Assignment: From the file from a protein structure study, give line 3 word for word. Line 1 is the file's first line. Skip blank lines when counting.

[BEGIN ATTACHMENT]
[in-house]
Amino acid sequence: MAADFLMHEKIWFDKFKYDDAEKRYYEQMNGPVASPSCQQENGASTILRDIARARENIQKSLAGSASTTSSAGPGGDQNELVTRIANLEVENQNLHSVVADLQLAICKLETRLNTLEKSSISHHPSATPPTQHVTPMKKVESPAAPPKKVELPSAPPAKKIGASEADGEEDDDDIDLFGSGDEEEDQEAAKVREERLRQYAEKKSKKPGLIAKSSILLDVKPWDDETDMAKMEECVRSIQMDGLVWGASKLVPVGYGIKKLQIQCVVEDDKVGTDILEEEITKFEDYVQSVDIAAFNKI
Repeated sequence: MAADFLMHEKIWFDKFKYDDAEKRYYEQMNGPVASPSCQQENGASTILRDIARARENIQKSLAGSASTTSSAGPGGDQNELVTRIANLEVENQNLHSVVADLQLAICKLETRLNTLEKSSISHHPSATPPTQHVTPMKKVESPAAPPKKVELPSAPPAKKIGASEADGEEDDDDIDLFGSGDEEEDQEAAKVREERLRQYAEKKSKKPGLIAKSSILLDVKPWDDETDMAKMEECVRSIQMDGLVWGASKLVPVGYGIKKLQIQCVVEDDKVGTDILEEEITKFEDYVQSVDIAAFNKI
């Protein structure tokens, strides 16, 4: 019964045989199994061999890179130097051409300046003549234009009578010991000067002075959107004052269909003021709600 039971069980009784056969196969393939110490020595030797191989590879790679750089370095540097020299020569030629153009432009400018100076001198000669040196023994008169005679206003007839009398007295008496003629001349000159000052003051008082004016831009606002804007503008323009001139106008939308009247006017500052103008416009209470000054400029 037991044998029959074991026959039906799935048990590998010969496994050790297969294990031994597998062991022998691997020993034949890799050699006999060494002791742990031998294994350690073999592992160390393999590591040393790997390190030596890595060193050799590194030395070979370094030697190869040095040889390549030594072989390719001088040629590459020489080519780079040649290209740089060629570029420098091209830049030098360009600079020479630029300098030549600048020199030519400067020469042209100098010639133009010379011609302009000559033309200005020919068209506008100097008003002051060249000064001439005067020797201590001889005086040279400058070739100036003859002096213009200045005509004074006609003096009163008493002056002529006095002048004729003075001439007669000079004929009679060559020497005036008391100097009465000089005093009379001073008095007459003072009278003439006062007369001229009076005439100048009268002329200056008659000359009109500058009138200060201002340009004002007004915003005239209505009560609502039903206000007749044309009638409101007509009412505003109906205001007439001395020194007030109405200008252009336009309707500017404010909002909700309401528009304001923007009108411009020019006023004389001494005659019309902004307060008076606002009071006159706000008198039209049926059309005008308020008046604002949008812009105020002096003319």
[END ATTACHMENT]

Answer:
Repeated sequence: MAADFLMHEKIWFDKFKYDDAEKRYYEQMNGPVASPSCQQENGASTILRDIARARENIQKSLAGSASTTSSAGPGGDQNELVTRIANLEVENQNLHSVVADLQLAICKLETRLNTLEKSSISHHPSATPPTQHVTPMKKVESPAAPPKKVELPSAPPAKKIGASEADGEEDDDDIDLFGSGDEEEDQEAAKVREERLRQYAEKKSKKPGLIAKSSILLDVKPWDDETDMAKMEECVRSIQMDGLVWGASKLVPVGYGIKKLQIQCVVEDDKVGTDILEEEITKFEDYVQSVDIAAFNKI